Michael Jackson In Death
Is Now Blacker Than Obama
(Not That It Counts For Much)
Please, please forgive the setup premise, but imagine:
It’s July 3, 2019, about two and a half years after Barack Hussein Obama’s history changing two terms as President of the United States. His challenges were many and some were not well met, and perhaps some tragic personal flaws were exposed in the process. Nevertheless, assume his objective accomplishments will have secured his place along our greatest presidents:
His legacy as an agent and avatar of a fundamental change in American socio-political identity--love it or hate that change--is now a matter of history.
Then, at age 57, he dies suddenly. I don’t even want to name the hypothetical cause, except that while it might be called tragic, it was in no way shameful. The world mourns even more openly than it appeared to celebrate when Obama was elected.
Then Black Entertainment Television decides to put on a special, emotional tribute to his life. Denzel Washington is more than the host; he takes it upon himself to channel for the BET audience what Obama meant for African-America. He knows he’s making a statement not just to black America, but to the non-black American majority as well as the world.
Imagine, then, the reaction when he begins by declaring, as Jamie Foxx declared in the recent BET tribute to Michael Jackson that:
“We want to celebrate this black man... (H)e belongs to us and we shared him with everybody else.”
So, what, exactly, is the existential truth that the black political psyche identity seems so desperate to defend here? Why would, in the wake of America’s embrace of Obama, black America feel so vulnerable that we would go into such open public denial of the profound hypocracy that abounds in our new-born adoration for Michael Jackson?
Watching the images on the proud chests of young men on 125th Street in Harlem —the ubiquitous Obamas now spelled for a while by the new but especially the old, young, black face of Michael Jackson—it occurs to me:
The music and good times aside, our group pride and affirmation in Michael— as in any black person that appears hermetically embraced by white America—is once again proven to be oceans wide but just inches deep.
The more the media cannot help itself from recalling the headlines from the dark side of Jackson’s post-Thriller career, the better African-America comes to terms with what has always been a troubled relationship with “The King of Pop”. (See and hear one of a very few good treatments of this by Karen Grigsby Bates on NPR today.)
As if black folks have EVER even had any use for the word “pop.”
No, we feel much more affirmed defending Michael as a transcendent victim, betrayed by his own embrace of the title and white America’s false love in bestowing it. Just remember O.J. if you doubt me.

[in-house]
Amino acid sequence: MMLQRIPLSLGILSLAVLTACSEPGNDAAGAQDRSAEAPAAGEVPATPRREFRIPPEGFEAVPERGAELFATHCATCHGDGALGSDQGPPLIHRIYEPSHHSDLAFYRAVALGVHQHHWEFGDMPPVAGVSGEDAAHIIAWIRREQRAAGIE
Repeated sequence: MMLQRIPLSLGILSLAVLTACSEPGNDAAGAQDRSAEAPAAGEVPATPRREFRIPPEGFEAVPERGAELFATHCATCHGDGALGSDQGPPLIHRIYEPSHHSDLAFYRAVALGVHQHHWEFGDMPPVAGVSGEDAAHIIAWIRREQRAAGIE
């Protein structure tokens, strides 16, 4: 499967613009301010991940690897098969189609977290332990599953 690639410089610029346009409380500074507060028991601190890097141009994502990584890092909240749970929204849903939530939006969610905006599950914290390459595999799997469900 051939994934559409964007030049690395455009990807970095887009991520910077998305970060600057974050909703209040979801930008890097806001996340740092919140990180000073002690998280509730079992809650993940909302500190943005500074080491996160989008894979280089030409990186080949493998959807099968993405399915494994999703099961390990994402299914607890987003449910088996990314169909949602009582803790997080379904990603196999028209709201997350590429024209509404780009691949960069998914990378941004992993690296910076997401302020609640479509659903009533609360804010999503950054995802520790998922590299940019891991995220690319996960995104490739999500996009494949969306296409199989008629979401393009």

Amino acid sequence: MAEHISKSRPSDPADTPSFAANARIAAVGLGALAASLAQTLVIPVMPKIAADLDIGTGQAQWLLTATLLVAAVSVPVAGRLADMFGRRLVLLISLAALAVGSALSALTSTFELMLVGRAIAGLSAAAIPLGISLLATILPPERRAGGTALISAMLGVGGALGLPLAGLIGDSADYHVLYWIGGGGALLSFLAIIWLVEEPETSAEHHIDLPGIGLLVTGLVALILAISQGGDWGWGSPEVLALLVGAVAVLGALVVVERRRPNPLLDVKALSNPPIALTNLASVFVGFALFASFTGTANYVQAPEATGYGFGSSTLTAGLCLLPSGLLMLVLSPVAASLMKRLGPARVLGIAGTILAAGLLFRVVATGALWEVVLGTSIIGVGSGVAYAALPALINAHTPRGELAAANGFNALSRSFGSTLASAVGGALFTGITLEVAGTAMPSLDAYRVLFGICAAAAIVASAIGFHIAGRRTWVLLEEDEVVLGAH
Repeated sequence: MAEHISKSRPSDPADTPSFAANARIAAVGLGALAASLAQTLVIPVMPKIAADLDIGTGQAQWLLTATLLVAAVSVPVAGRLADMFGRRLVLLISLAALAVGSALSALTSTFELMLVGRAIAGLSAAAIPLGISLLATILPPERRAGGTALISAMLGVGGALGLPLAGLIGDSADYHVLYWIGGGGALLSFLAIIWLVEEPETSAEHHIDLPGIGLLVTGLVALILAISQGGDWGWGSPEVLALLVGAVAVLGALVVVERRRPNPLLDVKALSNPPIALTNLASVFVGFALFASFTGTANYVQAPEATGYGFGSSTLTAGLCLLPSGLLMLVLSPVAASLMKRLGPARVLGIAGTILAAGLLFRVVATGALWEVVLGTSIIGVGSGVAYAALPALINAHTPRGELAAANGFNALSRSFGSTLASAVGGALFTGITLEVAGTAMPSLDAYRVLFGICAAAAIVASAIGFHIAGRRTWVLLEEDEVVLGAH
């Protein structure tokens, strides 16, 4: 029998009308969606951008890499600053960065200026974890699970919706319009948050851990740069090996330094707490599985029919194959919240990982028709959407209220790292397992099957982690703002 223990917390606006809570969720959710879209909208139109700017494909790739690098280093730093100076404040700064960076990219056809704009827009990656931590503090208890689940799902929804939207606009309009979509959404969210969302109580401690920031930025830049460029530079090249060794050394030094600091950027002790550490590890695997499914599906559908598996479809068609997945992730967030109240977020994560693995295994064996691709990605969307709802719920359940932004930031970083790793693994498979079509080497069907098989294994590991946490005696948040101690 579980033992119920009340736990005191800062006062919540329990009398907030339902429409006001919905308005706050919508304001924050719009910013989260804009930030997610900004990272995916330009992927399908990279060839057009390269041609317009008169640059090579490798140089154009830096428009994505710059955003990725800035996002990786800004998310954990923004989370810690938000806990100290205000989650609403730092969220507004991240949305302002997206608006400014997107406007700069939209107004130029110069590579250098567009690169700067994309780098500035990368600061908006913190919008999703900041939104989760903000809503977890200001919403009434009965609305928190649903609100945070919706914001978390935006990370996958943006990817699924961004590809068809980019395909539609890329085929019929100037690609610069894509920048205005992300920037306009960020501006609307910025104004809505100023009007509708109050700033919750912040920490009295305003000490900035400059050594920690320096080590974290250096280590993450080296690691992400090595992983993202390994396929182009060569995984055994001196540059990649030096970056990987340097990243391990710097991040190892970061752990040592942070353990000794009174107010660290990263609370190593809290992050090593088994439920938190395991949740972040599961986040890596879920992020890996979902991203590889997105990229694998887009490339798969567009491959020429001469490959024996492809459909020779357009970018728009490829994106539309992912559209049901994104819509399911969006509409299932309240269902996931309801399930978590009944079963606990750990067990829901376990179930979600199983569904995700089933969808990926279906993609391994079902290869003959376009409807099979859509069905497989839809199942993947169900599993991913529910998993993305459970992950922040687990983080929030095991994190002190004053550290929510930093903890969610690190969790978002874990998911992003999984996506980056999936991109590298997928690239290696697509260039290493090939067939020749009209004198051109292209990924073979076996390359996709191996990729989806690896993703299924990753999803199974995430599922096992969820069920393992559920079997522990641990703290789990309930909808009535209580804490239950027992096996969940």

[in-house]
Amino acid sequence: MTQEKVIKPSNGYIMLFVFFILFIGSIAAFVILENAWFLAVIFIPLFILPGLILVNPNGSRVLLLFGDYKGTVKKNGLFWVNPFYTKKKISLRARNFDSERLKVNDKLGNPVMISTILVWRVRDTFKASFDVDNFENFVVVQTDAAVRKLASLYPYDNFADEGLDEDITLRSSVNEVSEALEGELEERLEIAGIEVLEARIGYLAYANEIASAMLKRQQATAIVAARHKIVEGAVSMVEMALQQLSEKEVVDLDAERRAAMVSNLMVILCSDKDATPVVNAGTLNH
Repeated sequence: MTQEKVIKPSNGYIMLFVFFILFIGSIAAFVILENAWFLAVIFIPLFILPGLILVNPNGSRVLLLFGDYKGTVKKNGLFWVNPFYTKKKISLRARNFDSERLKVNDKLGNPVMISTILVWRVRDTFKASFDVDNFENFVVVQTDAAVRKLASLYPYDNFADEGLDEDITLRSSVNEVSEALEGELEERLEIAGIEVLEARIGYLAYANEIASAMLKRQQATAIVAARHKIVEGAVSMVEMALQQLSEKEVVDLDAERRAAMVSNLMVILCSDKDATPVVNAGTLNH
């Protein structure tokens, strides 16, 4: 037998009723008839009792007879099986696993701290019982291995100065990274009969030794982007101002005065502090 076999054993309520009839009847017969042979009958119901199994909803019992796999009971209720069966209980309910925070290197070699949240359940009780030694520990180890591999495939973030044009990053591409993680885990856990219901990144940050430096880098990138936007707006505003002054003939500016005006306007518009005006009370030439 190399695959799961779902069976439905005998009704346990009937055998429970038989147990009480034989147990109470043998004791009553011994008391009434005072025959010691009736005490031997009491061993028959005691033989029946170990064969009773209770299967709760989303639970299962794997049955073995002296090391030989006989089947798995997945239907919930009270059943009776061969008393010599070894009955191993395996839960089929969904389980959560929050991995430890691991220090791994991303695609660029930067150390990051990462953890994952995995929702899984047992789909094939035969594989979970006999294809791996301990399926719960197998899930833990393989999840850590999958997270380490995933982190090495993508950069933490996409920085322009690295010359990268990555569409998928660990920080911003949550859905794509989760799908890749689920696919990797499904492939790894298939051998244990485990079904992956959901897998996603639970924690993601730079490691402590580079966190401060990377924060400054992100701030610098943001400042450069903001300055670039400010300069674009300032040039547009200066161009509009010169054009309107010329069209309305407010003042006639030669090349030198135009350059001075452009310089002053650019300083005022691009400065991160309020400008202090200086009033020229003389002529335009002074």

Forget the grammys, the wealth and the legendary performances. Michael’s greatest triumph, pushing himself, his race and his music beyond the particularity of black ethnic identity, is the one thing that the beating heart of black political, ethnic and cultural nationalism could never accept.
I’m not saying anyone wanted to see him beat down so badly—the blows often self-inflicted—in the years long media coverage of Jackson’s downward spiral. But I am saying that the spectacle had much more meaning, much more empathetic resonance in the black “heartland” than Jackson’s mid-80’s ascent to the pop throne.
It’s safe, even important to own Michael now, because, it would seem, white folks have used him up and are done with him. New York Congressman Peter King decided to put a face on these white folks when he threw up a 4th of July video on YouTube yesterday calling Jackson a "low-life" and:
“... a pervert, a child molester; he was a pedophile. And to be giving this much coverage to him, day in and day out, what does it say about us as a country? I just think we're too politically correct."
News reports say Jackson fans have already started fund raising to oust the conservative Republican—one of the few left in the New York delegation—from his seat in suburban Long Island.
That’s not the brothers from 125th Street, or even Hempstead to the rescue. It’s the generation of white kids, now in their 30’s and 40’s, who assumed Michael belonged to everyone, however bizarre and tragic he had become.
The real tragedy: even after 25 plus years these branches of the global Jackson family still haven’t really met. I can't say if the fault lies in the stars or in men, but I do know who controls them both.